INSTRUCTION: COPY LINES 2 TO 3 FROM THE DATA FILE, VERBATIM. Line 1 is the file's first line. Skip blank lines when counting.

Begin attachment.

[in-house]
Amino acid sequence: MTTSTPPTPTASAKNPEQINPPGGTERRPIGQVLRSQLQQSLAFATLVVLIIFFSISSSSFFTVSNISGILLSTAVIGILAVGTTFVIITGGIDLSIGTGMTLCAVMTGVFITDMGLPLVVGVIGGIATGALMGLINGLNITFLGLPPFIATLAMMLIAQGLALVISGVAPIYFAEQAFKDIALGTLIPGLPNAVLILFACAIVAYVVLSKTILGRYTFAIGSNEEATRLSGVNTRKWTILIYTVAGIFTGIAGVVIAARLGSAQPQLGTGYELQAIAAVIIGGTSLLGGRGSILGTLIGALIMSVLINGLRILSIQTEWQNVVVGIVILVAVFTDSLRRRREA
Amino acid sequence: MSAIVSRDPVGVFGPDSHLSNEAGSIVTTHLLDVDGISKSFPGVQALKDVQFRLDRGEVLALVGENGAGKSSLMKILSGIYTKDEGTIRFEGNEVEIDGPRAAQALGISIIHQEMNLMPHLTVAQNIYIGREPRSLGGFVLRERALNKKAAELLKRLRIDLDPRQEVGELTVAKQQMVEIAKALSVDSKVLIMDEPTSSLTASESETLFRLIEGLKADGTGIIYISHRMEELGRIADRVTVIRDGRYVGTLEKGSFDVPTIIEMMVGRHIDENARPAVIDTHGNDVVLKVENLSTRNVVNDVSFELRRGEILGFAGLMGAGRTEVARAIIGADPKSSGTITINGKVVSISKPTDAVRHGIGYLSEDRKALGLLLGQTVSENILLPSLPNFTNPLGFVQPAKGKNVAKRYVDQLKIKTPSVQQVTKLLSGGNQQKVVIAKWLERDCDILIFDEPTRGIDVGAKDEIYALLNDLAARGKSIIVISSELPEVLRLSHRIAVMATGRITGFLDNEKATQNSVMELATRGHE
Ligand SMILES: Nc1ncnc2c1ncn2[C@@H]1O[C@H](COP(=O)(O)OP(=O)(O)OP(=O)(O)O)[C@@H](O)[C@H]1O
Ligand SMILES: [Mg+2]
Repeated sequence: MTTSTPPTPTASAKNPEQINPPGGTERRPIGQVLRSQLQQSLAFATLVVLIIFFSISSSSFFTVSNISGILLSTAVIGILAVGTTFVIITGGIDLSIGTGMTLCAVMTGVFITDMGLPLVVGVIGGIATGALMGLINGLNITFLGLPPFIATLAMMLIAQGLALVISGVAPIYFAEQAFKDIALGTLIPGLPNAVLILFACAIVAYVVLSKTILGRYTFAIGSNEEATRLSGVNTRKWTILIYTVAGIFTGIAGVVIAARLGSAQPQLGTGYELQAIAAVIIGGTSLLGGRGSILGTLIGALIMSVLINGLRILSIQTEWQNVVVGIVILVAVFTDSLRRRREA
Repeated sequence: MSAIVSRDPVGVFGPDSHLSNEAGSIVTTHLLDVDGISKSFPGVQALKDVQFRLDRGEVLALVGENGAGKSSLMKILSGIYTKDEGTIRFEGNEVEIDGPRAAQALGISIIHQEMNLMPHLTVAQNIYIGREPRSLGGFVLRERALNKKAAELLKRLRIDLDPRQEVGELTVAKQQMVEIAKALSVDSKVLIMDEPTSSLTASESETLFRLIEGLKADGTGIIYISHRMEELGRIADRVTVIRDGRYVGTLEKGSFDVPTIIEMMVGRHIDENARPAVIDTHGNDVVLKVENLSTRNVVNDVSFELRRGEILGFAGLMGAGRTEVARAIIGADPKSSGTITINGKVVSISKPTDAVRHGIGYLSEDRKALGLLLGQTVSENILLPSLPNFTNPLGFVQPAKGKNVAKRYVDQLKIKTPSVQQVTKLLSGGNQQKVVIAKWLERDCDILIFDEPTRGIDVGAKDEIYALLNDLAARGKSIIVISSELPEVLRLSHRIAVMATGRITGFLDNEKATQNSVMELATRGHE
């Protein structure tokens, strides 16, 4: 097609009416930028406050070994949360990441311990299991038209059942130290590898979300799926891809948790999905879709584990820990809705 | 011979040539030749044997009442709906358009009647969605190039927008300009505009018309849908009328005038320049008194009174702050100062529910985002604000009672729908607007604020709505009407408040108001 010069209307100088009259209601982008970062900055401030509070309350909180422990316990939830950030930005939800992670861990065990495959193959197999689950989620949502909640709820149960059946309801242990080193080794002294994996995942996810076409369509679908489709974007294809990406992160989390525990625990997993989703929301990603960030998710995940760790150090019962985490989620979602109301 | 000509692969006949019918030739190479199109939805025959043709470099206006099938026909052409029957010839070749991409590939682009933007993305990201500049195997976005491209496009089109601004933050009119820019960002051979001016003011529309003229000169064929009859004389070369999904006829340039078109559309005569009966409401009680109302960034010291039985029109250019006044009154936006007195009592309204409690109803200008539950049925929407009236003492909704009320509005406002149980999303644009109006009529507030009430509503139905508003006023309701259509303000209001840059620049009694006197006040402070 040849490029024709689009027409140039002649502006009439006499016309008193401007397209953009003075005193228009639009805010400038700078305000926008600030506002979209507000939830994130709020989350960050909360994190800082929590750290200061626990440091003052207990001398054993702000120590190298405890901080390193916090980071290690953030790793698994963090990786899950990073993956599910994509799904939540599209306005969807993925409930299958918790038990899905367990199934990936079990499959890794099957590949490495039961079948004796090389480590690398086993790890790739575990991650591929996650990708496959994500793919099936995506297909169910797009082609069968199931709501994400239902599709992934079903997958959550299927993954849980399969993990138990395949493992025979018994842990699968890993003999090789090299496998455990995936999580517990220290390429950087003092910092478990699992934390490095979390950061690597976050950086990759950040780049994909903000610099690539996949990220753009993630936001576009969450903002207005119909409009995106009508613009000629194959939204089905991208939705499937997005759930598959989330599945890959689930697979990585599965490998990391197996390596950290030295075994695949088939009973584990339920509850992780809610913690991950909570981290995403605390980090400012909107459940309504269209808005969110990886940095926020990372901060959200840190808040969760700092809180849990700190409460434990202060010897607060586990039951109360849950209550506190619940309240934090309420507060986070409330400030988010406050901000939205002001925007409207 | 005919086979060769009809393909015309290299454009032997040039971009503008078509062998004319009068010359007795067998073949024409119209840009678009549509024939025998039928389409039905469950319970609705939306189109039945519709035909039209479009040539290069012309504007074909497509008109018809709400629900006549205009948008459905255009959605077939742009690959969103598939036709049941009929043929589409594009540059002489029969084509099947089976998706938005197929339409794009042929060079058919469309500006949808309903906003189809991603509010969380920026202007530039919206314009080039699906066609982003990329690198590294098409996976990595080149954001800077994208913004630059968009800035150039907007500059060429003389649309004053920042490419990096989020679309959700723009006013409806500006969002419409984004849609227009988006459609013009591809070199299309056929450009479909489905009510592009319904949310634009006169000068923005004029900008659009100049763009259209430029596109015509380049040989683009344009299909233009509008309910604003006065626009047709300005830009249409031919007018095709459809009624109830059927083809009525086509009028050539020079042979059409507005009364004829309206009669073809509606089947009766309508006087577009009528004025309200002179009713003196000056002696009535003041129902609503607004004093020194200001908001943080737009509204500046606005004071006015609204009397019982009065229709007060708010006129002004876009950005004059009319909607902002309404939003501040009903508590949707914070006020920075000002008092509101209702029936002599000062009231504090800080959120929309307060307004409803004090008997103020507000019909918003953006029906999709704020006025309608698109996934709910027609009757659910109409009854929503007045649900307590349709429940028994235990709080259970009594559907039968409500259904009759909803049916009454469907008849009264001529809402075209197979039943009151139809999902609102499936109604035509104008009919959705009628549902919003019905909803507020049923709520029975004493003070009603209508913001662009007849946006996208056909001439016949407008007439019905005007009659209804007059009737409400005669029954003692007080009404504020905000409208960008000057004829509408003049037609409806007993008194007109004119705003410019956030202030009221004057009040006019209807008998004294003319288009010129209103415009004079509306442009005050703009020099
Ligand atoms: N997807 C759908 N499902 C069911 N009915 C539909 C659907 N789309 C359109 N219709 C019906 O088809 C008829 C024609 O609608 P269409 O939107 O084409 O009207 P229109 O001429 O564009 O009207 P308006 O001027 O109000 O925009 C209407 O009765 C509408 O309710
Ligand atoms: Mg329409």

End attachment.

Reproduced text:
Amino acid sequence: MTTSTPPTPTASAKNPEQINPPGGTERRPIGQVLRSQLQQSLAFATLVVLIIFFSISSSSFFTVSNISGILLSTAVIGILAVGTTFVIITGGIDLSIGTGMTLCAVMTGVFITDMGLPLVVGVIGGIATGALMGLINGLNITFLGLPPFIATLAMMLIAQGLALVISGVAPIYFAEQAFKDIALGTLIPGLPNAVLILFACAIVAYVVLSKTILGRYTFAIGSNEEATRLSGVNTRKWTILIYTVAGIFTGIAGVVIAARLGSAQPQLGTGYELQAIAAVIIGGTSLLGGRGSILGTLIGALIMSVLINGLRILSIQTEWQNVVVGIVILVAVFTDSLRRRREA
Amino acid sequence: MSAIVSRDPVGVFGPDSHLSNEAGSIVTTHLLDVDGISKSFPGVQALKDVQFRLDRGEVLALVGENGAGKSSLMKILSGIYTKDEGTIRFEGNEVEIDGPRAAQALGISIIHQEMNLMPHLTVAQNIYIGREPRSLGGFVLRERALNKKAAELLKRLRIDLDPRQEVGELTVAKQQMVEIAKALSVDSKVLIMDEPTSSLTASESETLFRLIEGLKADGTGIIYISHRMEELGRIADRVTVIRDGRYVGTLEKGSFDVPTIIEMMVGRHIDENARPAVIDTHGNDVVLKVENLSTRNVVNDVSFELRRGEILGFAGLMGAGRTEVARAIIGADPKSSGTITINGKVVSISKPTDAVRHGIGYLSEDRKALGLLLGQTVSENILLPSLPNFTNPLGFVQPAKGKNVAKRYVDQLKIKTPSVQQVTKLLSGGNQQKVVIAKWLERDCDILIFDEPTRGIDVGAKDEIYALLNDLAARGKSIIVISSELPEVLRLSHRIAVMATGRITGFLDNEKATQNSVMELATRGHE